GENRE BASICS

GENRE is a system of classification whereby media types (or literary types, or whatever) are organised into groups according to shared characteristics.

What genre does this film belong to?

Unforgiven

How do you know?

BUSCOMBE'S THEORY is a useful starting point when discussing genre. It states that one genre is differentiated from anothe by the ICONS associated with it; that is, the physical objects or symbols which we can see on the screen (or in the poster, in this case.) He also identified four areas to look for these icons:

  • LOCATION

  • APPEARANCE (CLOTHING, HAIR, TATTOOS...)

  • TOOLS (GUNS, CARS, MACHINES, COMPUTERS...)

  • MISCELLANEOUS (ANYTHING ELSE!)

Can you apply Buscombe's theory to the poster above?


What genre does this film belong to?

ALien Poster


Both of the films above tell the story of an intruder into a community (a town / spaceship) which kills some locals (cowboys / astronauts) but is then killed by the hero / heroine (the gunslinger / surviving astronaut.) Buscombe would suggest that, apart from the icons, they are very similar in terms of story, narrative and even style.


However, there are other things - CONVENTIONS, or factors which we tend to associate with certain genres - which differentiate them. We might expect certain things from a sci-fi film, for example; certain character types, certain events to occur, genders to be represented in particular ways, certain camera shots, locations, types of music to appear. A CONVENTIONAL text - which most texts, certainly those produced by and for the mainstream, are - will follow many of the conventions. An UNCONVENTIONAL text will break or subvert many of the rules.

Genre nowadays can appear somewhat old-fashioned, especially when compared to older texts such as those films produced during the studio system era in Hollywood. Many texts are HYBRIDS - that is, they borrow from several genres. Take Scream as an example - horror, slasher, teen movie or comedy?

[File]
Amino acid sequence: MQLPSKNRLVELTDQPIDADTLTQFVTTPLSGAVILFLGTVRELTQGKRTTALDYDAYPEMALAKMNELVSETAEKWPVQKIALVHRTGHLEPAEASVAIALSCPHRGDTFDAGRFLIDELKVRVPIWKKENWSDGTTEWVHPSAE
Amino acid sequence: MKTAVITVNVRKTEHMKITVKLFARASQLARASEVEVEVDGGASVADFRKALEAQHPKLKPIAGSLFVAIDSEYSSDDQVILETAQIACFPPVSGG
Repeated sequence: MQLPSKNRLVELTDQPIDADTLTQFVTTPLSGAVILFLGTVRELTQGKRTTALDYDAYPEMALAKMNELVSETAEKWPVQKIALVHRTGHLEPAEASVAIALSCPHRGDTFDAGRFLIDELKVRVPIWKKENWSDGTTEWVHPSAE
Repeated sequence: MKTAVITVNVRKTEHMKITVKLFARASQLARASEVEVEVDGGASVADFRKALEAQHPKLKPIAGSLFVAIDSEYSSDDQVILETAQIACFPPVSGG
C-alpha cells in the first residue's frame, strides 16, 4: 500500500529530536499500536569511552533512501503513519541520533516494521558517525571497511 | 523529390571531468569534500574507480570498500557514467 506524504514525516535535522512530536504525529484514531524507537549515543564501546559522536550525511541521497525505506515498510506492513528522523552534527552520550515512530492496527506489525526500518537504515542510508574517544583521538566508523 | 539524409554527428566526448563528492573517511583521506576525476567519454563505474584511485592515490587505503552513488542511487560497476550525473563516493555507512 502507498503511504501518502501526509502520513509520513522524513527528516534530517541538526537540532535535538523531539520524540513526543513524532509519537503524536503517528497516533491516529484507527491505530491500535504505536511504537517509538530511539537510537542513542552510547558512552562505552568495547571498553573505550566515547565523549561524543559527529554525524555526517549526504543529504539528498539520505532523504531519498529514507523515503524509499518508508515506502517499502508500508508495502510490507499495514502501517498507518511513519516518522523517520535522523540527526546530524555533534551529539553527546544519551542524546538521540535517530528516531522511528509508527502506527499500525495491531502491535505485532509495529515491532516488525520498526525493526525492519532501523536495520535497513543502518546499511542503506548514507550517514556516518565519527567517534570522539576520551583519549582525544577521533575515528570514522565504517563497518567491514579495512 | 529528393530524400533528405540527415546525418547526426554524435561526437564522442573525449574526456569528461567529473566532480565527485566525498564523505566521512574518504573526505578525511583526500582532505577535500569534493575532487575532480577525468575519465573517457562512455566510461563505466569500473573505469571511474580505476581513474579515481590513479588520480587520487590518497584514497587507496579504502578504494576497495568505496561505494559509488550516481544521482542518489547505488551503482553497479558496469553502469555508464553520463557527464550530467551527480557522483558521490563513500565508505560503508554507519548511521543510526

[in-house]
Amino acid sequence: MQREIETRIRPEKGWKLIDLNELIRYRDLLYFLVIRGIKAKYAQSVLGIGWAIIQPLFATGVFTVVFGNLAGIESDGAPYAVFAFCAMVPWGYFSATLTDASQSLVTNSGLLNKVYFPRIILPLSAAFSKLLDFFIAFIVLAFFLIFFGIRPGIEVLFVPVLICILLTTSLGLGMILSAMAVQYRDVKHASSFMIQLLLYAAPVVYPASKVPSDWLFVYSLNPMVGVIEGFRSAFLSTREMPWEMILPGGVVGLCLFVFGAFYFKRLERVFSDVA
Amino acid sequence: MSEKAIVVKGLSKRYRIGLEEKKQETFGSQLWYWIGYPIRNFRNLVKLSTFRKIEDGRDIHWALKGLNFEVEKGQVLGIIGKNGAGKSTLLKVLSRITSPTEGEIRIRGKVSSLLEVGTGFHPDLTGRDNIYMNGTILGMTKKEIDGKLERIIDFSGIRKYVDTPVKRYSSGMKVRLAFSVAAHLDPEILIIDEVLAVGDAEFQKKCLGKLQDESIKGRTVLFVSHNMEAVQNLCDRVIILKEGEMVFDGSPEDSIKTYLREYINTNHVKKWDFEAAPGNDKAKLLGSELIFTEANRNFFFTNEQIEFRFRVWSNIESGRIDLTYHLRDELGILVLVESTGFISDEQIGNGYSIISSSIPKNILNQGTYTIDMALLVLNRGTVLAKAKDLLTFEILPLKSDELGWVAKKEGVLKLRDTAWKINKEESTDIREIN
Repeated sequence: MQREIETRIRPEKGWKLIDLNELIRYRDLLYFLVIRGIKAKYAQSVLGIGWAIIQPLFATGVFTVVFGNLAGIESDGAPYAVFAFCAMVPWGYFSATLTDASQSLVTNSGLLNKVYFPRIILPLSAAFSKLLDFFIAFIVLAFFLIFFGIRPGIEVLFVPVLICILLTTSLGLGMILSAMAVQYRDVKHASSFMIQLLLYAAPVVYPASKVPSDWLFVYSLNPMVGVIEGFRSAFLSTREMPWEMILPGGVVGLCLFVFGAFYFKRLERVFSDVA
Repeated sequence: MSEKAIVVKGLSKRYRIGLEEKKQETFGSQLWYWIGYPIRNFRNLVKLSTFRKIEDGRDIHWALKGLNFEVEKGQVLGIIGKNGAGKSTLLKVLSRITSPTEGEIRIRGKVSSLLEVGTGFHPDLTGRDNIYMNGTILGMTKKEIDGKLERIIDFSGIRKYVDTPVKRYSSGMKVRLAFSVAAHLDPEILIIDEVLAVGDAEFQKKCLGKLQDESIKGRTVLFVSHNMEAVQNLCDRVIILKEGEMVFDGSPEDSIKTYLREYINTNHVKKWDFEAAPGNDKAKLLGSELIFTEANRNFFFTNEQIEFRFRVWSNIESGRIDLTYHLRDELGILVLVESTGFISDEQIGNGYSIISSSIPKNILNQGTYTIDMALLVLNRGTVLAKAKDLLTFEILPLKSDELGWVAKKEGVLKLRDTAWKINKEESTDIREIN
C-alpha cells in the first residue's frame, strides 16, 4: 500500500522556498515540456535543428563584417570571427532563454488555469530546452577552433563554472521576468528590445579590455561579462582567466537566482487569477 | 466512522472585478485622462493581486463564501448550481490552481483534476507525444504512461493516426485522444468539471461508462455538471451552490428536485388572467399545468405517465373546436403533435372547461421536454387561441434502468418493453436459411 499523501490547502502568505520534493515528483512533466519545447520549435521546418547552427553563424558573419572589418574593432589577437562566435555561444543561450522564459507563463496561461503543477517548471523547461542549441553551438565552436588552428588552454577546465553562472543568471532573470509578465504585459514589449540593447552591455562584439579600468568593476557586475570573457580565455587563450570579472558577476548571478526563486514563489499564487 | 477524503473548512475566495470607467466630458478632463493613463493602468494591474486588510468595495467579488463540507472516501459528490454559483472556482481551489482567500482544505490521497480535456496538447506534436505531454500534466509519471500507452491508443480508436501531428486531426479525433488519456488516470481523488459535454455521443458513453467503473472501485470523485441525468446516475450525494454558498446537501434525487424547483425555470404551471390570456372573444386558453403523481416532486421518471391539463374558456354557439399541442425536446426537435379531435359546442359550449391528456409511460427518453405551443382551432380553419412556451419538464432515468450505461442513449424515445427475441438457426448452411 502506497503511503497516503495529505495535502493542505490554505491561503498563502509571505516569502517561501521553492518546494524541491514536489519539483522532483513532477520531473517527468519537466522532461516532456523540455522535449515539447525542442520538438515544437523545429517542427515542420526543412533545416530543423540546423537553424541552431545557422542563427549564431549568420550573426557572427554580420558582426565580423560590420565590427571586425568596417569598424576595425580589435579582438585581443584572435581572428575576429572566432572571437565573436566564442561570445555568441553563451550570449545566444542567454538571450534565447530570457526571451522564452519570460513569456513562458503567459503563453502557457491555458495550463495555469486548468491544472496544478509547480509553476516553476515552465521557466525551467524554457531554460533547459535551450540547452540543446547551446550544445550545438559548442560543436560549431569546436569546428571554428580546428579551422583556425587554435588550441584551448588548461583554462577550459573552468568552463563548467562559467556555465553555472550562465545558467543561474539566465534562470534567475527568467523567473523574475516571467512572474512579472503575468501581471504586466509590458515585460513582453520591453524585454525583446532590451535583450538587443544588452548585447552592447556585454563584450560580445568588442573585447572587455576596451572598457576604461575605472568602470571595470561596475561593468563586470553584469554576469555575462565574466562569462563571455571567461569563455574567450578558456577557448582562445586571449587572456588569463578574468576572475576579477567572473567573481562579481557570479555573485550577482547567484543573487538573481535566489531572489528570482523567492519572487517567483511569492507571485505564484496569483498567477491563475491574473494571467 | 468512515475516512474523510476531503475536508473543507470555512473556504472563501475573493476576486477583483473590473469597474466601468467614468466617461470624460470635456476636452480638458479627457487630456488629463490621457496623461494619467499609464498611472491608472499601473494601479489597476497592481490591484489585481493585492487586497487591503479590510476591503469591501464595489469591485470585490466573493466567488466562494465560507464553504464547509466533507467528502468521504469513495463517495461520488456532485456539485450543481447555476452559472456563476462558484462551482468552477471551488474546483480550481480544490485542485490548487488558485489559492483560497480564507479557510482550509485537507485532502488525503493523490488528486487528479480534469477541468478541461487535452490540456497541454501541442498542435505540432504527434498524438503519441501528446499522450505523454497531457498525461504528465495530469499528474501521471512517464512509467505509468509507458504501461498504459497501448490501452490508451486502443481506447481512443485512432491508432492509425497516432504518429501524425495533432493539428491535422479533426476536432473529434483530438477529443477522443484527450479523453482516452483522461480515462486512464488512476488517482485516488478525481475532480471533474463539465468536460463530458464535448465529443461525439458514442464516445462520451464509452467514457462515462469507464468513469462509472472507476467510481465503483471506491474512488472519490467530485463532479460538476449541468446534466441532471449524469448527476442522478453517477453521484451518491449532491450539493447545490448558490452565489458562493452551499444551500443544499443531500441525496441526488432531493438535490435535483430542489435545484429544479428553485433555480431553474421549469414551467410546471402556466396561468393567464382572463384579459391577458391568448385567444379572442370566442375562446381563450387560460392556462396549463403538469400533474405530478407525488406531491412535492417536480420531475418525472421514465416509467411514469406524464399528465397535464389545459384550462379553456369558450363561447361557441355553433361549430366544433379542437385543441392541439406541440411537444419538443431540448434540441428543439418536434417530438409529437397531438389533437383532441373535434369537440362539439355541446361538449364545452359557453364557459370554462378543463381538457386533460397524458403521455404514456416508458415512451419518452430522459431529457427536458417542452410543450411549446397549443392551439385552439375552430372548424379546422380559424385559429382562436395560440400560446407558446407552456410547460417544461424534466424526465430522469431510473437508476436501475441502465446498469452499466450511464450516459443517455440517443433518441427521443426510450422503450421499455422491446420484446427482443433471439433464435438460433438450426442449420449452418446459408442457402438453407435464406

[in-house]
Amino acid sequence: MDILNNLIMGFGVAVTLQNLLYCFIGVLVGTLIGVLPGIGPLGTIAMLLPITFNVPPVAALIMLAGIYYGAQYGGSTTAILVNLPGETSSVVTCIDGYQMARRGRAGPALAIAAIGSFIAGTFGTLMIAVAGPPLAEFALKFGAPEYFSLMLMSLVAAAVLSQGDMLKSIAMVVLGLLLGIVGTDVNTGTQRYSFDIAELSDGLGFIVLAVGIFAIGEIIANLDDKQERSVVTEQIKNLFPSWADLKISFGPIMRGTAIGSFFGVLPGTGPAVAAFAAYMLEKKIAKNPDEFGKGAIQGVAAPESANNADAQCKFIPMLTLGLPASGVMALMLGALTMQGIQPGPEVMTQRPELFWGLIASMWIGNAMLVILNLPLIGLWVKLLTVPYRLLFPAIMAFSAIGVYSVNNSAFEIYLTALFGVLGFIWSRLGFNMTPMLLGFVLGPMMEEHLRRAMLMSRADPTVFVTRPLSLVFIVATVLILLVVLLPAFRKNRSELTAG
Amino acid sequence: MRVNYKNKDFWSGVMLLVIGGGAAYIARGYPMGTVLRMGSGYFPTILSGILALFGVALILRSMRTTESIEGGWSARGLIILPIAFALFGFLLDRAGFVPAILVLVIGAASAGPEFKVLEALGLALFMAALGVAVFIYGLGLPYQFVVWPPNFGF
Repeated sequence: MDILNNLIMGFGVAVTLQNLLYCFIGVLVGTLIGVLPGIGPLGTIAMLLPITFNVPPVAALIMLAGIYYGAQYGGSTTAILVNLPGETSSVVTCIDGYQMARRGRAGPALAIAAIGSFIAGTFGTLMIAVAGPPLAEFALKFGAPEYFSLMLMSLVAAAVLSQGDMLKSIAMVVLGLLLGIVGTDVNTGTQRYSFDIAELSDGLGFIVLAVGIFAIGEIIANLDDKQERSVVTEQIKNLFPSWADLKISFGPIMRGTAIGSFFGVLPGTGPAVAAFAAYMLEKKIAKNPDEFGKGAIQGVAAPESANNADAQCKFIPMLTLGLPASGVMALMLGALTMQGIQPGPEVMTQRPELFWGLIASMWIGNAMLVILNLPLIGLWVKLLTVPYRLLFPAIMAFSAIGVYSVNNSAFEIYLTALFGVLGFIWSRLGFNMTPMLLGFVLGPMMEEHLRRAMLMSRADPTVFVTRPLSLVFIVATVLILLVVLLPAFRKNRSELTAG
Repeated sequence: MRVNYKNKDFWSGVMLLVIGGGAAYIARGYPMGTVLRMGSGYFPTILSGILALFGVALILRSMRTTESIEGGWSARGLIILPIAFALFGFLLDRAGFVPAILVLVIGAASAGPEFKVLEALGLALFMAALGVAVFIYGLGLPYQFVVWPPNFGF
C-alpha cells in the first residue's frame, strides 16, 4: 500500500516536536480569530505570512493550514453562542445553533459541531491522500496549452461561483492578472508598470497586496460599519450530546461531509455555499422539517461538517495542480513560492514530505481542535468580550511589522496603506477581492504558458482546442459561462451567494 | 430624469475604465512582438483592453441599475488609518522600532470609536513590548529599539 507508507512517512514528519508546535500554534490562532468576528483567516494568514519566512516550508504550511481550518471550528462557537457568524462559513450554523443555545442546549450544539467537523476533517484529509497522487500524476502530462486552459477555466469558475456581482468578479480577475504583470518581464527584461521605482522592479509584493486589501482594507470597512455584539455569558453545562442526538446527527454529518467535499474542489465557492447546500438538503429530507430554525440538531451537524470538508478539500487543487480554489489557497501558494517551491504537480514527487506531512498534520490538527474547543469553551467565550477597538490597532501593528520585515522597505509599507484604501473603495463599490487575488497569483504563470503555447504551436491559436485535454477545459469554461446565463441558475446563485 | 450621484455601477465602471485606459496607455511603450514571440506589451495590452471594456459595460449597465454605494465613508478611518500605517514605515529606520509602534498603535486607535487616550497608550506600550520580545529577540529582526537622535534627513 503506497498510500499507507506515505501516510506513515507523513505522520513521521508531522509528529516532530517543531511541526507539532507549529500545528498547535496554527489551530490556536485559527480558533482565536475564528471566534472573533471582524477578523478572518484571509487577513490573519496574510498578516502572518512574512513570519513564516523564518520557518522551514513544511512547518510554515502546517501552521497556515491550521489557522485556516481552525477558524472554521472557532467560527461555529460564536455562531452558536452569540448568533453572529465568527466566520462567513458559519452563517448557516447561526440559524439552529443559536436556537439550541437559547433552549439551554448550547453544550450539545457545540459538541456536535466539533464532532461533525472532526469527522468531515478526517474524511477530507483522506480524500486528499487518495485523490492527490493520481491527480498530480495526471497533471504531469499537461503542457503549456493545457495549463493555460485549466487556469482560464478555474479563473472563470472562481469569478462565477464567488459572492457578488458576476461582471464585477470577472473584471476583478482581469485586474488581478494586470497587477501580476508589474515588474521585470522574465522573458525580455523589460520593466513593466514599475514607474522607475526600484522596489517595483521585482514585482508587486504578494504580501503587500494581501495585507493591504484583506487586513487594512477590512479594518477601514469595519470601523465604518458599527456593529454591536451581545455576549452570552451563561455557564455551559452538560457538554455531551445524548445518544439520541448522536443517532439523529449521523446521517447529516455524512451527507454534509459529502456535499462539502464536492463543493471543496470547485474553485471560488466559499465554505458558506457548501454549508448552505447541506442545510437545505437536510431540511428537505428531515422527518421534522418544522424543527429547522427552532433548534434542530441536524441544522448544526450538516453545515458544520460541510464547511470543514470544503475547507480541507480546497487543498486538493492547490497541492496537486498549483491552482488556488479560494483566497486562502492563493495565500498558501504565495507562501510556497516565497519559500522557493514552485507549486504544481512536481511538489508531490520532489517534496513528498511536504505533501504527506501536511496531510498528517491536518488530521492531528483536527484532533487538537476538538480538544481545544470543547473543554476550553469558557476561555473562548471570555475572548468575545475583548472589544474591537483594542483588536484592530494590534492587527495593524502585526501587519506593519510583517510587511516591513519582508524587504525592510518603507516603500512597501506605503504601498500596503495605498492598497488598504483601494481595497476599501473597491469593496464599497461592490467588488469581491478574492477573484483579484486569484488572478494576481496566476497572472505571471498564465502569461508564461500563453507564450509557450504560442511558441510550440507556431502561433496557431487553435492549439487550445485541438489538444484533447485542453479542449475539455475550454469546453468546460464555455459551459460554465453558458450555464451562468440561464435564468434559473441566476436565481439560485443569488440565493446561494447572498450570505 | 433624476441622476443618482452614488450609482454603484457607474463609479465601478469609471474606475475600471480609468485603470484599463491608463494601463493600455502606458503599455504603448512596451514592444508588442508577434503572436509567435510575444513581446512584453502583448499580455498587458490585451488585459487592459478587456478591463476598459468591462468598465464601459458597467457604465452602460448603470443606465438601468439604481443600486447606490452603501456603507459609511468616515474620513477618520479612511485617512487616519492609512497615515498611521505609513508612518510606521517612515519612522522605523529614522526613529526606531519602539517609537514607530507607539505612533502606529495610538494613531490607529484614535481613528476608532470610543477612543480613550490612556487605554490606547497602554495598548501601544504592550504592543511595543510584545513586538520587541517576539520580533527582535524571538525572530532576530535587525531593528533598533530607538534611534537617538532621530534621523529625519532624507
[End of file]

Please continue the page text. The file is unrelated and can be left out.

Many consumers of the Media are, whether they know it or not, deeply knowledgeable about genre. That is, we know what to expect when we establish that a text is adhering to the conventions of a genre. As such, we can then PLAY with the genre and break some of the rules or mix ('mash') genres together to make certain points or for other effects. For example, this video takes footage from The Shining (one of the scariest movies ever!) and changes it utterly through some re-editing and adding a new soundtrack.



Another example of mashing genres together for effect can be seen here: what genres are being subverted? And why?



LEVELS OF CLASSIFICATION

Sometimes it can be useful to realise that there are different ways of thinking about how to divide narratives into groups. Take this film as an example:

Twilight

It belongs to several different groups, depending on how specific we want to be. It is a ROMANCE (mode), a FANTSY (matrix genre), a HORROR (genre) and a VAMPIRE MOVIE (sub-genre.) specific we want to be.

There are (traditionally) 5 MODES which narratives can fit in:

MYTH
ROMANCE
TRAGEDY
COMEDY
IRONIC

Within these modes are a number of MATRIX (or PARENT) genres - for example, the 'crime' genre is far too big to be a very useful concept on its own, so we divide it further into GENRES - the crime matrix might divide into the psychothriller, the heist, the comedy caper, the gangster movie and so on.

Genres themselves can be divided into SUBGENRES - so, the horror movie (part of the FANTASY matrix or the ROMANCE mode) might be further divided into the vampire movie, the slasher, the teen horror, the ghost story and so on.

Obviously, there is a lot of fluidity (aka confusion) between these categories - generally speaking, the more specific you can be, the better!

AND FINALLY...


Once you've mastered the concept of genre, you might realise that it can be quite a limited idea; time to start thinking about AUTEUR THEORY.

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